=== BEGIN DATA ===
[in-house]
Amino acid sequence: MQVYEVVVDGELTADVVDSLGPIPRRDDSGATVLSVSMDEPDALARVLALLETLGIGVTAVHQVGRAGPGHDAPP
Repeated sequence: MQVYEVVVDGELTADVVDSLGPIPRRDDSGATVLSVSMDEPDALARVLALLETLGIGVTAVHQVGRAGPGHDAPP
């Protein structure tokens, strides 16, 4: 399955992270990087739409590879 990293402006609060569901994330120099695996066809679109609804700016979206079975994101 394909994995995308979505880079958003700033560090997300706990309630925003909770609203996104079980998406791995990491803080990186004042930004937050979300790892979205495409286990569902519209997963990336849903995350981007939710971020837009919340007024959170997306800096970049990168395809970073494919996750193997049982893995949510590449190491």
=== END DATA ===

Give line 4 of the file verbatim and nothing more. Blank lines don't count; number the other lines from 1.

């Protein structure tokens, strides 16, 4: 399955992270990087739409590879 990293402006609060569901994330120099695996066809679109609804700016979206079975994101 394909994995995308979505880079958003700033560090997300706990309630925003909770609203996104079980998406791995990491803080990186004042930004937050979300790892979205495409286990569902519209997963990336849903995350981007939710971020837009919340007024959170997306800096970049990168395809970073494919996750193997049982893995949510590449190491």